Visualization of a Cluster of Embolic Particles Causing
Angiographic No-Reflow during Percutaneous Coronary

Atsunori Okamura, MD, Hiroshi Ito, MD, Kenshi Fujii, MD
Atsunori Okamura, MD, Hiroshi Ito, MD, Kenshi Fujii, MD

Embolization of thrombi and plaque components liberated by balloon inflation has been speculated1 to cause angiographic no-reflow during percutaneous coronary intervention (PCI) in patients with acute myocardial infarction (AMI). Embolic particles in the cerebral artery can be detected as high-intensity transient signals (HITS) by transcranial Doppler ultrasonography.2,3 Recently it has been reported that coronary emboli can also be detected as HITS with the Doppler guidewire during a PCI procedure,4,5 and an increase in the total number of HITS is associated with minor myocardial injury without coronary flow reduction during the PCI procedure for stable plaque.6 Here, we report a case of AMI in which a cluster of HITS was associated with angiographic no-reflow.

Case Report. A 56-year-old male presented at our hospital with a 1-hour history of sudden chest pain. Electrocardiography on admission showed ST-elevation in leads II, III and aVF.


After administration of 300 mg of aspirin and 100 IU/kg of heparin, the patient underwent emergent catheterization. The mid-portion of the right coronary artery showed complete occlusion (Figure 1A). After thrombectomy, the patient showed residual stenosis of 83% and Thrombolysis in Myocardial Infarction (TIMI) grade 3 flow was achieved (Figure 1B). The onset to recanalization time was only 1.5 hours. We placed the tip of the FloMap Doppler guidewire (Volcano Therapeutics, Inc., Rancho Cordova, California) 3 cm distal to the culprit lesion, and the average peak velocity was 6 cm/second (Figure 2A).


Intravascular ultrasound (IVUS) showed plaque with a large hypoechoic pool (Figure 1C). A 4.0 x 25 mm Duraflex stent (Goodman, Nagoya, Japan) was then implanted. Immediately after stent-balloon deflation (Figure 1D), the coronary blood flow velocity waveform showed a series of high-echoic signals during almost 1 beat (Figure 2B), which implied a cluster of HITS. Four beats later, the coronary blood flow disappeared almost completely except for transient antegrade flow associated with left ventricular contraction (Figure 2C), and coronary angiography demonstrated angiographic no-reflow (TIMI grade 0 flow) (Figure 1E). However, IVUS showed full expansion of the stent at the culprit lesion (Figure 1F). After reduction of coronary flow, complete A-V block also occurred and temporal pacing was needed. Twenty minutes after several intracoronary injections of nicorandil and nitroprusside, radio-contrast runoff was improved (TIMI grade 2 flow), and the ECG showed recovery of sinus rhythm. Myocardial perfusion assessed by myocardial contrast echocardiography7,8 was considered to show good reflow. Peak creatine kinase was 2,635 IU/l. The recovery of left ventricular function was good, i.e., wall motion score assessed by echocardiography6 was 11 on admission, and 9 one month later.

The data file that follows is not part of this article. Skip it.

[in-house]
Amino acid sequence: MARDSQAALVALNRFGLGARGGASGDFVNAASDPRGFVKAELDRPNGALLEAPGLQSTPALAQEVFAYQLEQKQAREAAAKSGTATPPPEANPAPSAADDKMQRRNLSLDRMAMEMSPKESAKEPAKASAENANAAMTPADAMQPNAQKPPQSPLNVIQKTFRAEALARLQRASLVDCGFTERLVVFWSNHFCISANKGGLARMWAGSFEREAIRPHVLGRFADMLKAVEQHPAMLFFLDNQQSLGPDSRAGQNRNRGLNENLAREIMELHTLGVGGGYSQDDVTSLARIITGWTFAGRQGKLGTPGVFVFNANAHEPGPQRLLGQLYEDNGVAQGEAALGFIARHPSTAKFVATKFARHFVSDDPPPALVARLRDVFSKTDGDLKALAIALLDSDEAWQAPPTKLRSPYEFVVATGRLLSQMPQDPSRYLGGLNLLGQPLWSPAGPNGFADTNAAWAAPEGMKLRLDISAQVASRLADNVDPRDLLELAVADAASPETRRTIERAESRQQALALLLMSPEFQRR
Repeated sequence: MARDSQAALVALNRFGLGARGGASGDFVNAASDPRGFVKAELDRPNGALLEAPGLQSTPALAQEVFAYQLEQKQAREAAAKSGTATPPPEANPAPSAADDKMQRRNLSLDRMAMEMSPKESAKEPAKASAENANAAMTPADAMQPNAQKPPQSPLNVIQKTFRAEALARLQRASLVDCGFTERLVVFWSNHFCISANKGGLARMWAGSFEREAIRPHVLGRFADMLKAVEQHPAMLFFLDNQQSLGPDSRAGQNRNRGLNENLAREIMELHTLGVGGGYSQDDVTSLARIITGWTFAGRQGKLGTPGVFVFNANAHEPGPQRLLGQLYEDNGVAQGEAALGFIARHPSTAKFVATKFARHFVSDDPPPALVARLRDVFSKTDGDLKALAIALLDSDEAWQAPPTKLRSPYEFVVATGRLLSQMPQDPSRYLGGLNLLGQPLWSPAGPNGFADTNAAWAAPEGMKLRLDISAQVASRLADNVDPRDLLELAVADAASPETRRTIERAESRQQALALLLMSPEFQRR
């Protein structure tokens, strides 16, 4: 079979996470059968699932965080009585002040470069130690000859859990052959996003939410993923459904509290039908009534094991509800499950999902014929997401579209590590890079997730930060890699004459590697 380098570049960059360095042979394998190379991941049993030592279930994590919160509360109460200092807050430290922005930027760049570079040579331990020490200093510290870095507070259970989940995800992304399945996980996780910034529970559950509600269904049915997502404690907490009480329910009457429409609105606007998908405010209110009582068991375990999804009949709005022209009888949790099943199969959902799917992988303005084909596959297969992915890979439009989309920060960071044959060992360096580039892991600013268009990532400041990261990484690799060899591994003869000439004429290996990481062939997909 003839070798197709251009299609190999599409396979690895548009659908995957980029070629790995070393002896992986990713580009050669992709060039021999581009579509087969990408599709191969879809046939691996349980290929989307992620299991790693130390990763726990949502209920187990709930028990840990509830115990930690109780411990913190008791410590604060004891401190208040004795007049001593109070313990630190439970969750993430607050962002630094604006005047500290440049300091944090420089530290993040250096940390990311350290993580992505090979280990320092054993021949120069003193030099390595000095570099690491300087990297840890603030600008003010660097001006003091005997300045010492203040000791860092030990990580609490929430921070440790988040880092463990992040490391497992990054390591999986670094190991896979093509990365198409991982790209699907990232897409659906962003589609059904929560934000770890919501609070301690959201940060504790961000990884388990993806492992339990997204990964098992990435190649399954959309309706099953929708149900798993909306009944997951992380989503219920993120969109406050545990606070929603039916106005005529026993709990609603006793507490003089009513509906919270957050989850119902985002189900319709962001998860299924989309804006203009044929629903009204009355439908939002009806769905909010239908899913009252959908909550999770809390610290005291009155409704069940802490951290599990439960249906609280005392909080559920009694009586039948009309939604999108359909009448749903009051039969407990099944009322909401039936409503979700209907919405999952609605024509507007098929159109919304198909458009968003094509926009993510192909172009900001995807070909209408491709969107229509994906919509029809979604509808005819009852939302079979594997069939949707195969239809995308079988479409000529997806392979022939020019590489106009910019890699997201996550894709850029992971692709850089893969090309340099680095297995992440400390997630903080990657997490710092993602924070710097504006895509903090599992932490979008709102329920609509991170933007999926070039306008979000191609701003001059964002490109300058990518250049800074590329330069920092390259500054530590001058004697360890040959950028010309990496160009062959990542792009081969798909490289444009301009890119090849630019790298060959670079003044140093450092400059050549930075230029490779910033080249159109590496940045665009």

Discussion. This is the first report of visualization of a cluster of HITS indicating a large number of embolic particles causing angiographic no-reflow. Recently, distal protection devices have been used for prevention of distal embolization. As distal protection devices can aspirate liberated plaque and thrombotic debris in patients with AMI,1,9,10 embolization of the plaque components and thrombi during PCI has been speculated to cause angiographic no-reflow. In the present case, we detected a series of high-echoic signals immediately after stent-balloon deflation using the Doppler guidewire and then coronary flow reduction occurred, which demonstrated directly that embolic particles during PCI cause angiographic no-reflow.

There are several mechanisms responsible for angiographic no-reflow in patients with AMI.11 In the present case, angiographic no-reflow was caused mainly by embolization, as microvascular damage caused by occlusion of the culprit lesion was minimal because of the early recanalization time, and TIMI grade 3 flow was achieved after recanalization by thrombectomy. The prognosis of angiographic no-reflow caused mainly by embolization is not clear due to a lack of methods to both detect and quantify embolizing particles themselves in vivo except for the Doppler guidewire. Therefore, it is noteworthy that the present case showed goodmyocardial perfusion after injection of nicorandil and nitroprusside, and good recovery of left ventricular function except for temporary deterioration, such as coronary flow reduction and complete A-V block in the acute phase. Coronary flow reduction caused by embolization may be improved to some extent by compensatory vasodilation in the nonembolized zone.12,13 IVUS in the present case showed plaque with a large hypoechoic pool, which was thought to be one of the causes of angiographic no-reflow. The Doppler guidewire can easily detect embolic particles as HITS and allowed us to determine their number. To clarify the prognosis of angiographic no-reflow caused by embolization and the lesion characteristics responsible for production of large numbers of embolic particles during PCI, further Doppler guidewire studies should be performed in a large number of patients with AMI during PCI.




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